Author: Mark Chirwa

Assistant Research and Projects Officer @PAYZ

Within the Digital Financial Services (DFS) space, there seems to be a unanimous agreement among digital payment experts that a well-structured financial ecosystem optimizes the use of banking and payments products and services. By enhancing financial inclusion and digital transactions, countries can reduce the use of cash and thereby benefit from the increased safety, efficiency, and transparency of a cashless economy. Yet there are several forces working against digitalization.

Zambia has bolstered its banking and payments industry over the last few years to increase and improve services for its almost close to 20 million population. These improvements have accelerated largely by the adoption of DFS, especially mobile money as a preferred payment method. The Bank of Zambia, the country’s central bank, working together with financial institutions and other stakeholders, has spearheaded initiatives for the country’s payments landscape in promoting financial inclusion and encourage the use of digital financial services. The initiatives have led to increased product offerings within the country and the number of entities offering various digital financial services.

The prevalence of mobile money payments for example, has surged by over 8,116% in the last six years with the number of active mobile wallets almost hitting 13 million in 2023 with a transaction value of K452 billion relative to only 11 million active wallets in 2022 with a value of K295.8 billion. Zambia’s 39,159 Point of Sales (POS) terminals as at end of 2022 captured over 60,000,000 transactions in 2022, a substantial figure which is also attributed to the increase in DFS use.

Nevertheless, cash continues to reign supreme in Zambia, especially in most rural areas where most of the population is underserved and unbanked. The latest survey on Micro, Small and Medium Enterprises (MSMEs) show that 95.6% of these businesses is still informalized, this is consistent with the country’s labor force report which shows that 76.3 % of the labor force is operating in the informal sector (labor force survey 2022). This highlights the persistent use of cash within informal businesses.

Despite digital payments being available for both customers and merchants, there remains a strong affinity for cash. Why?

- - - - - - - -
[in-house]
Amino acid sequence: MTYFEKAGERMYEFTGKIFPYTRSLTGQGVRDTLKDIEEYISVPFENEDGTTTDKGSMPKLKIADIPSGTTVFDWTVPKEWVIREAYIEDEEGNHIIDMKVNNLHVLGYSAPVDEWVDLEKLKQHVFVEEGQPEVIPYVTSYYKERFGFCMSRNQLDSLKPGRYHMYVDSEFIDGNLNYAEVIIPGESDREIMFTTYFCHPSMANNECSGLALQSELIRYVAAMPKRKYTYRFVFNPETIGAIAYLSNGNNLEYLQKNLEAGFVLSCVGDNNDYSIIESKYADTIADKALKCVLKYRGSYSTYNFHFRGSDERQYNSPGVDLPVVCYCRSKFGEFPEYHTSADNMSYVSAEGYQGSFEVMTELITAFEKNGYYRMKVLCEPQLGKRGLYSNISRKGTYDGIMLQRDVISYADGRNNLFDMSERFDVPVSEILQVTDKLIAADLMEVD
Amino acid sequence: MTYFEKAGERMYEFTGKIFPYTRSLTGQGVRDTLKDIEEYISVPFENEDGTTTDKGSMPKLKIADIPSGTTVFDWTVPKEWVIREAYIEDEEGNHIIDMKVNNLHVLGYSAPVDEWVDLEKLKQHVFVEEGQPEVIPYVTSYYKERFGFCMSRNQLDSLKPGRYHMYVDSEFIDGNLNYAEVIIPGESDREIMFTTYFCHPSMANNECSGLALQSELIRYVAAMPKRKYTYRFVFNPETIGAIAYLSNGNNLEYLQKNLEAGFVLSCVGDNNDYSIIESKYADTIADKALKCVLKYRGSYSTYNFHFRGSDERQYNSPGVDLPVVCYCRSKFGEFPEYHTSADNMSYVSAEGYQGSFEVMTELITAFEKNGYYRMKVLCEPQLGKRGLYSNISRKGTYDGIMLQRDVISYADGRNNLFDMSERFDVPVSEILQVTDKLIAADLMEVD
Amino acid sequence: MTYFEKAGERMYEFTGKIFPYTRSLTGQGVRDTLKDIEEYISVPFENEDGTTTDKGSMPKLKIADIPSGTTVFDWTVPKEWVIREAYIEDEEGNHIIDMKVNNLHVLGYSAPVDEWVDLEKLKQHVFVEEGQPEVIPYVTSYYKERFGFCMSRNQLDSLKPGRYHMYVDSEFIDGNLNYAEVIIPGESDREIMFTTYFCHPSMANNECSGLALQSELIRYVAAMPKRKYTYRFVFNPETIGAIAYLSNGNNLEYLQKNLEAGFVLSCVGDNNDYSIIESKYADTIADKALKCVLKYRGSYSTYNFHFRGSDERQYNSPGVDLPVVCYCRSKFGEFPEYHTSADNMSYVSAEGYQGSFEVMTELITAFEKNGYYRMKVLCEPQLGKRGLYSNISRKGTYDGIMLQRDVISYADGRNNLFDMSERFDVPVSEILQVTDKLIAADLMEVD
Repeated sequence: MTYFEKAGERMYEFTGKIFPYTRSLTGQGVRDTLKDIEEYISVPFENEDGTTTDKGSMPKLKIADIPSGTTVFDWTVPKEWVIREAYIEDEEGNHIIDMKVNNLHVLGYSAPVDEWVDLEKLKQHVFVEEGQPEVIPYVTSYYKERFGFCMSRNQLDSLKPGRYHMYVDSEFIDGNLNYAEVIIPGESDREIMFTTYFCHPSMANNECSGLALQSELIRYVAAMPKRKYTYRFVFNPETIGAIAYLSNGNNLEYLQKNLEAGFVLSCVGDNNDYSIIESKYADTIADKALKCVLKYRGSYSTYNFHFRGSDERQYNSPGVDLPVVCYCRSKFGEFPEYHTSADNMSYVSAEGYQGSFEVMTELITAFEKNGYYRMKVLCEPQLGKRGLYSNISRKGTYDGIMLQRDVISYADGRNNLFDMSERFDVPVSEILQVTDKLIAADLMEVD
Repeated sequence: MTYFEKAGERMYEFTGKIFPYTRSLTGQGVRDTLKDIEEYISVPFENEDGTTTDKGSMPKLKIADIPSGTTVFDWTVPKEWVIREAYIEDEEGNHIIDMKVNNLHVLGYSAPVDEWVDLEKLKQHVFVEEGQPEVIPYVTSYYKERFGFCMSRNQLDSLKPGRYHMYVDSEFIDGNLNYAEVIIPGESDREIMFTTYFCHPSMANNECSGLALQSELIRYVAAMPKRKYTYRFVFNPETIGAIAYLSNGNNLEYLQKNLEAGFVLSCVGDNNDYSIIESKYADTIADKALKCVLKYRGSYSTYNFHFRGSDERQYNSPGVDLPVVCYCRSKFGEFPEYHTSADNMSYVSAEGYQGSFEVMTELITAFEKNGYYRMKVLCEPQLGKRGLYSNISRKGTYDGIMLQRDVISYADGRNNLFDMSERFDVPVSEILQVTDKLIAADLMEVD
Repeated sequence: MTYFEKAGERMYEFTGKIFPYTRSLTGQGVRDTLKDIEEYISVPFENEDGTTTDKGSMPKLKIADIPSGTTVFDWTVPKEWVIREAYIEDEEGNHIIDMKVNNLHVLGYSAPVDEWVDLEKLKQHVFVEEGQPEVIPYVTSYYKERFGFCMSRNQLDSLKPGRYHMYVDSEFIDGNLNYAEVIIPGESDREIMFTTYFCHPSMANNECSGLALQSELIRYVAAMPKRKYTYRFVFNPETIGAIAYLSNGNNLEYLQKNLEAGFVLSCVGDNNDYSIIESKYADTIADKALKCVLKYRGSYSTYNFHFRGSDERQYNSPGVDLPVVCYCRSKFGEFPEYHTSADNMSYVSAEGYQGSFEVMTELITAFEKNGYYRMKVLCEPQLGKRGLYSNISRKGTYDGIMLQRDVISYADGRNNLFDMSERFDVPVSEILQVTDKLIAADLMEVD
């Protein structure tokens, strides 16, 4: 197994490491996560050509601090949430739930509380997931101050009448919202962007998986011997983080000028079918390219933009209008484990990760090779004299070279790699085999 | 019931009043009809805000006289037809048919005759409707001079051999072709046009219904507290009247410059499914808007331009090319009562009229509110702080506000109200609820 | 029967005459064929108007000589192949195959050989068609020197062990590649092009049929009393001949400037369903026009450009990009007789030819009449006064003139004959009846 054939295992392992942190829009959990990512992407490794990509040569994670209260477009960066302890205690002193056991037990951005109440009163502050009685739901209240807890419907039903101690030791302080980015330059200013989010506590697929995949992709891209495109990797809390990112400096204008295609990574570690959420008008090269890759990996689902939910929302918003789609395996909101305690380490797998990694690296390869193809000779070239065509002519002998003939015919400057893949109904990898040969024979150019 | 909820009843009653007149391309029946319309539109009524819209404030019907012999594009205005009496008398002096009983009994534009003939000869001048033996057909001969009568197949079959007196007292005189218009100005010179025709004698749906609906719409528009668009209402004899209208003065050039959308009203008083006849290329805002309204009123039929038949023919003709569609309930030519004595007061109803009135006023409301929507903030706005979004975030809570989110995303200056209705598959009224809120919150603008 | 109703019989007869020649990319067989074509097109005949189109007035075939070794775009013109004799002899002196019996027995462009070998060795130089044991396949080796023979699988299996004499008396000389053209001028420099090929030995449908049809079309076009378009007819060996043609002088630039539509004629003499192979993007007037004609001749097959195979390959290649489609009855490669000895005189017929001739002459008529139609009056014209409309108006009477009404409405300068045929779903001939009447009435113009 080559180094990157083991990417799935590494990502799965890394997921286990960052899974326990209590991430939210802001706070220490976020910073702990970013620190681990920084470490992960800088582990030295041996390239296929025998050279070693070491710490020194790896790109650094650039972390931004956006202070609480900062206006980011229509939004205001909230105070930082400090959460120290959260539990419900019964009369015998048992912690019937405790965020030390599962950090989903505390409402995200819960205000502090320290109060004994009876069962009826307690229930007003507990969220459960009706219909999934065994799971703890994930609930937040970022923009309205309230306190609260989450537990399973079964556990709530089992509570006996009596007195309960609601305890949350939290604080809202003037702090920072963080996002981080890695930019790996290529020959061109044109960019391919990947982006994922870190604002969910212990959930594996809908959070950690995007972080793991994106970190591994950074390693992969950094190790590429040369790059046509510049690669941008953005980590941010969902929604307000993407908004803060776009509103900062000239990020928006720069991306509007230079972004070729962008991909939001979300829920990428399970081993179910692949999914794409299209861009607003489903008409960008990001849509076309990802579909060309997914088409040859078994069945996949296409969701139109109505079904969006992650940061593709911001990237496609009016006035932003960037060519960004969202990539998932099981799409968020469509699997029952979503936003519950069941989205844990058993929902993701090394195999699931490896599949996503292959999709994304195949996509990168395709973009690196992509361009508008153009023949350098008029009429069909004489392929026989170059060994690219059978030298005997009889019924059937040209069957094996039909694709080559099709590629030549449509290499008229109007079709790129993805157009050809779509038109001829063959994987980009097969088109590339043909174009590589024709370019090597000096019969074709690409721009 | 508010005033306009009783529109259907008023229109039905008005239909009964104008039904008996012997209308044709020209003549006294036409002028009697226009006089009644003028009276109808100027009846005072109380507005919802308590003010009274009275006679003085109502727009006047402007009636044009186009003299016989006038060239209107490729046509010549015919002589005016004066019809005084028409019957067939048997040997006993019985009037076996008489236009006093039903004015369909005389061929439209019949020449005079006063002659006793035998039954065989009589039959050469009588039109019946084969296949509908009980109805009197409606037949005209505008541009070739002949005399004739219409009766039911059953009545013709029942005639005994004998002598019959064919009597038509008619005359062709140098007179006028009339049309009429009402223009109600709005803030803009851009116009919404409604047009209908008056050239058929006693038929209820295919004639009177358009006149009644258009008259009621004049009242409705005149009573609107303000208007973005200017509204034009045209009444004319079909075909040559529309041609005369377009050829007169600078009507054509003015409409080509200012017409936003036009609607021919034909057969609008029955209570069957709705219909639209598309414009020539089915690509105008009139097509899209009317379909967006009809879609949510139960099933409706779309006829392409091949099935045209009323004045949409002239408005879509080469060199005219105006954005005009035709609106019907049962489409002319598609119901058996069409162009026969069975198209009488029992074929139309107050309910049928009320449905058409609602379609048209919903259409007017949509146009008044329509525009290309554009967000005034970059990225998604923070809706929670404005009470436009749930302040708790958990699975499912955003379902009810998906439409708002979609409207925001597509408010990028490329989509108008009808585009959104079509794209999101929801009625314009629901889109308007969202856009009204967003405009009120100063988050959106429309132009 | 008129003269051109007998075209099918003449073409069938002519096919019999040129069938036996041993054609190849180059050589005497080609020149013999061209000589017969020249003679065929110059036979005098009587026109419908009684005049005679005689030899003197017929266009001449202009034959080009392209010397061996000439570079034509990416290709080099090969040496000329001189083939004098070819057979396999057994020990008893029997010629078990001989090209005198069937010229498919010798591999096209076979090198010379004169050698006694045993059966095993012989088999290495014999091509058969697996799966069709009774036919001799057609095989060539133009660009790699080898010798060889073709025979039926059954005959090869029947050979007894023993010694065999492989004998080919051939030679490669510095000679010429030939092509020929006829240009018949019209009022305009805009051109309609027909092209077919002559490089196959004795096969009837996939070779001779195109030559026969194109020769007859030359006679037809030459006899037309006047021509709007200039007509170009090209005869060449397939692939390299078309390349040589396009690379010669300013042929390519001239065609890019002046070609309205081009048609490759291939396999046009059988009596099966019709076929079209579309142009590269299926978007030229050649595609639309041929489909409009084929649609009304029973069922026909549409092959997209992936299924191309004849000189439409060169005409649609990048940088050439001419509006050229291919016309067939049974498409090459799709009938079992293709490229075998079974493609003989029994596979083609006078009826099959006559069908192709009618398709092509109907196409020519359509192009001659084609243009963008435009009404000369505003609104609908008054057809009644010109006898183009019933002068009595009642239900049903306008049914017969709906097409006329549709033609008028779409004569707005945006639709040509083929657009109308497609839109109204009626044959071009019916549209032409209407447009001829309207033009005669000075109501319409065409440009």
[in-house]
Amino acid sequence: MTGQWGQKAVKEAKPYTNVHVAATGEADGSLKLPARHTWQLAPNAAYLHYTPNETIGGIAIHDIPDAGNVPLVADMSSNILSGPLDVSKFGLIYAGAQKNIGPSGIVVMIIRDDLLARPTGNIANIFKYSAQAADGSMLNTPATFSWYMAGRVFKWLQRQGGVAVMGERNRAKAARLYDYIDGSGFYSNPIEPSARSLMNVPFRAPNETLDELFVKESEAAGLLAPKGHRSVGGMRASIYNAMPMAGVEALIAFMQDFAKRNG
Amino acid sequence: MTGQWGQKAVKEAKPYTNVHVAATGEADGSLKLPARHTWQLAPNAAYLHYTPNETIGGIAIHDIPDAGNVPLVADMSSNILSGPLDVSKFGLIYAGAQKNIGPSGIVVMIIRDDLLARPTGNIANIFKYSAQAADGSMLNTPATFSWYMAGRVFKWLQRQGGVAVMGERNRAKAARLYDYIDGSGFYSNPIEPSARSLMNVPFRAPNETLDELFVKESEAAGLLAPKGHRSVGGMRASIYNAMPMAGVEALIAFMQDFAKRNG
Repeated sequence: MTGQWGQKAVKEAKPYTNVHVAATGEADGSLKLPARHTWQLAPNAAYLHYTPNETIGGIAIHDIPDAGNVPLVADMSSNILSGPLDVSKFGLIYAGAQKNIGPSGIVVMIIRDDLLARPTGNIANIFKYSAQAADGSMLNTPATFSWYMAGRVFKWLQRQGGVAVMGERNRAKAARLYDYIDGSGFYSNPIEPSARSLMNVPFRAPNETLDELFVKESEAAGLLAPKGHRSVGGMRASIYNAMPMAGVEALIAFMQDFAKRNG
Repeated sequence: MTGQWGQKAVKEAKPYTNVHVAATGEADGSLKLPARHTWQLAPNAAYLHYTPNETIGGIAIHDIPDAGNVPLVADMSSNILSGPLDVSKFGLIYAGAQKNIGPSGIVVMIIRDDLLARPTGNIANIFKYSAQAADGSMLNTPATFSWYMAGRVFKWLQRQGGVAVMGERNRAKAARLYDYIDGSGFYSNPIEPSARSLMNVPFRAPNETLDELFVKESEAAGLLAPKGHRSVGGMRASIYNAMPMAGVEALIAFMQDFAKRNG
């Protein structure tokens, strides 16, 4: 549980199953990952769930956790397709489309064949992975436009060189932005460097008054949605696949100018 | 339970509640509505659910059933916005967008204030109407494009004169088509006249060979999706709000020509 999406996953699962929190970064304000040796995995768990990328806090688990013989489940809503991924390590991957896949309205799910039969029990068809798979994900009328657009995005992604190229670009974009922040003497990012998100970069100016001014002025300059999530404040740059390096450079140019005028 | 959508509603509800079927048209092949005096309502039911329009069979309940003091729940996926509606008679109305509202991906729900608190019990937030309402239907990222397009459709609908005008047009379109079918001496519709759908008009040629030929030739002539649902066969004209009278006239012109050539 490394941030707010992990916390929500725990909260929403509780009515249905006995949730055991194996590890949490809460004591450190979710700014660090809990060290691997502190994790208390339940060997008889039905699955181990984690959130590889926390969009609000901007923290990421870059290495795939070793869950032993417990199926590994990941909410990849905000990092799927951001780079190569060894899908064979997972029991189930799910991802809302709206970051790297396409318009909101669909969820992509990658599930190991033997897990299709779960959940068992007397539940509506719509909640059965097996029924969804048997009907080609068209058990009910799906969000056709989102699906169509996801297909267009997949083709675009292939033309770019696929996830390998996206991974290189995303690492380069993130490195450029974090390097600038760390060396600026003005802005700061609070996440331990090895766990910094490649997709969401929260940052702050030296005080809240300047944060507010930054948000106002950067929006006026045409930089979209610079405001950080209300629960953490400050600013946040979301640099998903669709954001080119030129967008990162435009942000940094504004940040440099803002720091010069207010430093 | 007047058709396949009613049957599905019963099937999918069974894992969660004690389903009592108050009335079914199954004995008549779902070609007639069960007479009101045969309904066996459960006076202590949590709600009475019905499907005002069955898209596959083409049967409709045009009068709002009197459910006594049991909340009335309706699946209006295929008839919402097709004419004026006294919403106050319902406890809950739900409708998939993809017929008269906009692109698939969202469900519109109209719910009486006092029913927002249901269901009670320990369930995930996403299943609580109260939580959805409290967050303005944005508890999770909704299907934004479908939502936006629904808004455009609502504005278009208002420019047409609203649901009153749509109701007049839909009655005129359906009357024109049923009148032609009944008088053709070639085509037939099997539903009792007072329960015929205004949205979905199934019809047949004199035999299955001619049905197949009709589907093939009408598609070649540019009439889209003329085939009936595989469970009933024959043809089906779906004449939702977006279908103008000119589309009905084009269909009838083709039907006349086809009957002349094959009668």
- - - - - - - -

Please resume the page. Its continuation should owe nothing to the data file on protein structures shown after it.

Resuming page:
Here are five key elements that may be influencing the prevalence of cash in Zambia:

  1. The Weight of Cash Culture: Cash holds considerable cultural significance in Africa, including Zambia, where people associate it with a sense of assurance and guarantee that other payment instruments may not provide.
  2. A persistent Informal Economy: Despite dynamic actions taken by the Government to bring small and medium enterprises (SMEs) into the formal economy, Zambia’s 95.6% informality rate remains high. These merchants prioritize cash transactions over digital channels which may be due to a lack of motivation to enhance transparency in their businesses.
  3. Limited access to digital infrastructure and Network coverage: Despite an increasing rate of mobile phone ownership, not all corners of the country have access to quality mobile network coverage which forms the bedrock for the usage of DFS.
  4. Low levels of Digital Skills and Literacy: Many smartphone users lack the proficiency to conduct end-to-end payment transactions efficiently. Many people are not familiar with or understand the benefits of using digital financial services. There is still room to enhance the level of digital capabilities of the vulnerable segments.
  5. Increase in levels of frauds and scams: The increase in levels of scams and frauds on DFS has sparked a certain level of fear, this has contributed to the erosion of trust in the adoption and usage of DFS


Addressing the appetite for cash and promoting digital payments in Zambia will need to overcome these elements through the following recommendations:

  • Digital Education Campaigns and Sensitization programmes: Launch campaigns to educate both retailers and end-users, particularly those in the informal economy, about mobile phone usage and digital payment transactions. An example of this is the “Go Cashless campaign” by the Central bank.
  • Promote Digital Payments in the Informal Economy: Establish and promote government incentives to encourage players in the informal economy to formalize their businesses.
  • Incentivize payments through digital channels: Develop incentives for customers that enhance their experience (cashback or discount promotions, loyalty programs, etc.) to compete with cash payments.


Through continued partnerships and collaborations, the adoption of and implementation of some of these recommendations by players may contribute to strengthening the payment ecosystem not only in Zambia but other regions may follow suite. In Cape Verde for example, enabling a digital payment landscape is helping to promote the government’s strategic focus on tourism as it expands its economy.



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